Where do you see yourself – your life experiences, passions, interests, concerns – connecting with the UNCSW priority theme and the three priorities lifted up in our Presiding Bishop’s written statement? What about the concerns of your church? Local community? Our wider Church? What personal illustrations might you draw upon to emphasize these priorities when you share this statement with stakeholders at the UN?
That’s what we were asked to be ready to speak to for our most recent delegation meeting in preparation for the upcoming U.N. Commission on the Status of Women in March 2019. Bishop Curry has submitted his written statement on this year’s Priority Theme outlining three main points, and what each one means to us as Episcopalians and followers of Christ. His points are:
- Implement gender-responsive solutions to gaps in social protection systems, public services and sustainable infrastructure;
- Prioritize marginalized groups of women and girls in extending social protections, public services and sustainable infrastructure;
- Promote gender equality education and practices and eradicate gender-based violence.
Our task for this last meeting was to place ourselves in the theme and written statement, so to speak. So, I read both, jotted down some cryptic notes, and joined the web conference. And then silently panicked a little bit when we were asked to share our thoughts in the form of a 2-3 minute “elevator speech.”
Fortunately, we all seemed to be in the same boat. And 3 minutes is SO short!! But we’ve all got such a variety of experience, that it was really powerful to hear each other’s stories! And, as we were reminded, the stories are compelling and will help influence the wording of policies that will be developed at the Commission on the Status of Women.
Our task, now, is to focus on those stories, refine our thoughts, and start to prepare to explain and defend the Bishop’s written statement at the U.N. in March. *Gulp* It’s a little intimidating, to be honest! Here’s what I’ve come up with so far, though, a little overview of some of the stories I hope to share, with fake names, of course:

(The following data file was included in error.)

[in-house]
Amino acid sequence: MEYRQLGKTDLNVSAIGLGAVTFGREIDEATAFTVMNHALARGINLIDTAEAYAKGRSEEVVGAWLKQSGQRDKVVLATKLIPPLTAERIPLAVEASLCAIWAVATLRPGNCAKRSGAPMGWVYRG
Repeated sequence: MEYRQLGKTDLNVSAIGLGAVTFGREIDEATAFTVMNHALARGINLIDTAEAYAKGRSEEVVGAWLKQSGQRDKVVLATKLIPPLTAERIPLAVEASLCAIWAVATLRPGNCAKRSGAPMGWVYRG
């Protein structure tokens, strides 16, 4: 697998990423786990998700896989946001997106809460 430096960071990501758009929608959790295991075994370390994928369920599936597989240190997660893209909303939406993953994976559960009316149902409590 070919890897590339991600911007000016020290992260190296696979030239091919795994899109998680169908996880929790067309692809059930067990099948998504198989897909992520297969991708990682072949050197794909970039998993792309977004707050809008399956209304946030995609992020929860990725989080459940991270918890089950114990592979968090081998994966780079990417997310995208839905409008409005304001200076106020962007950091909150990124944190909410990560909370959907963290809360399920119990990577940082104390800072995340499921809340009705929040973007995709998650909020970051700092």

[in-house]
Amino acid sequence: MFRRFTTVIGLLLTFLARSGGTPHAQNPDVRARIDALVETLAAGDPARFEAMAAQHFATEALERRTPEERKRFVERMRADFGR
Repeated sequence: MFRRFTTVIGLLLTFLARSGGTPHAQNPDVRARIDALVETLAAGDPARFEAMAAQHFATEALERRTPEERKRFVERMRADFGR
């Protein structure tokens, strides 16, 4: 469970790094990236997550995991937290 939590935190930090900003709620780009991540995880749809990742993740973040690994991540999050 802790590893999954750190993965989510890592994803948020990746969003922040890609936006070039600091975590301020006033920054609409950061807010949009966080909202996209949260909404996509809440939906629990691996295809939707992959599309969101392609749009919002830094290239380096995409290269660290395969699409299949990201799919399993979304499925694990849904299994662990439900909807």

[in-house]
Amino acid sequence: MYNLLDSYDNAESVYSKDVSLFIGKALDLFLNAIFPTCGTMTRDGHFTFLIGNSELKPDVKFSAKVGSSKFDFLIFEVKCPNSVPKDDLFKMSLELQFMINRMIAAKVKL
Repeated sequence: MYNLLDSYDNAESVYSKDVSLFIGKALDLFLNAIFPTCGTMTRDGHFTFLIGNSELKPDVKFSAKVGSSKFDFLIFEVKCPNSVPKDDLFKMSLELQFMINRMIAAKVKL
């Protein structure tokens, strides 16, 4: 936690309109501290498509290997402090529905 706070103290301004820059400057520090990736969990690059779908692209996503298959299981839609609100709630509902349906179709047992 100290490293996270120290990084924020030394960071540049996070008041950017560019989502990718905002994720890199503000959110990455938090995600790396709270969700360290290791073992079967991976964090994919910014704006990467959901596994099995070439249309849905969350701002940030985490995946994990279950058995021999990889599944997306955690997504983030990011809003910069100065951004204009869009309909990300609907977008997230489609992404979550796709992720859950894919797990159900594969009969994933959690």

- Sara, whose husband refused her access to any money and occasionally roughed her up, stayed for years until she finally escaped with her two daughters;
- Yvonne, deported at age 13 and dumped in Mexico, a country she didn’t remember, without an adult with her, sold her young body for cash to survive as she walked across the desert to get back to her parents in Texas, years later to become pregnant and homeless, giving birth at 23 weeks gestation to Baby Marco who will have significant developmental delays and physical disabilities for the rest of his life;
- Gulf War Veteran with no legs and no wheel chair, living in tent city, self-medicating with heroin, craving a glass of cold milk and in need of tampons;
- Farah, a refugee from the Middle East whose husband became addicted to meth while they were in a refugee camp and then began beating her until she finally left with her small son and lived in women’s shelters for months worrying about how she would support them without an education or a social network;
- Grace, who recently transitioned socially to being a woman, lost her job, and was making ends meet by tending bar while spending all her free time advocating for other young trans people who often lose their jobs, their families, and are at high risk for physical and sexual assault; and,
- Alicia, a senior citizen living in public housing and unable to work since cancer ravaged her body, raised her two small grandchildren for 3 years while her daughter did time for a drug charge, then took emergency custody of a cousin’s baby to remove the her from the home of a registered pedophile.
So. How about that list? Those stories are about women we’ve served through our Hands & Feet Ministry at St. Andrew’s! I just love that I get to carry our ministry with me to the United Nations, to tell the stories of women we are personally connected to, and urge those in power to improve the lives of women by prioritizing and empowering them through social protection systems, public services, and sustainable infrastructure.
As you might have caught, there are some themes and patterns in the stories:
- The need for education and financial independence;
- The plight of refugees and immigrants;
- Gender discrimination in the workplace;
- Sexual assault and violence against women;
- The challenges of those with illnesses, special needs and disabilities.
Over the next couple weeks, I’ll be picking through those themes, writing and rehearsing my “elevator speeches.” If you have questions, comments or insight to share, please do! I’d love to hear from you and take your thoughts into consideration as I write. Thanks in advance for your help!
Please pray with me:
Lord, we lift these women to you and ask that you keep us ever mindful that they are so much more than their stories, that they are real people, created in your image, loved deeply by you. Break the hearts of those of us who have any little bit of influence, that we might truly see the challenges women face and be stirred by the Holy Spirit to always fight for justice in our own communities and around the world. In Jesus’ precious name. Amen.
If you’d like to contribute to the GoFundMe we set up to help me fund the $5,600 trip to Manhattan for two weeks, click here. I appreciate every penny!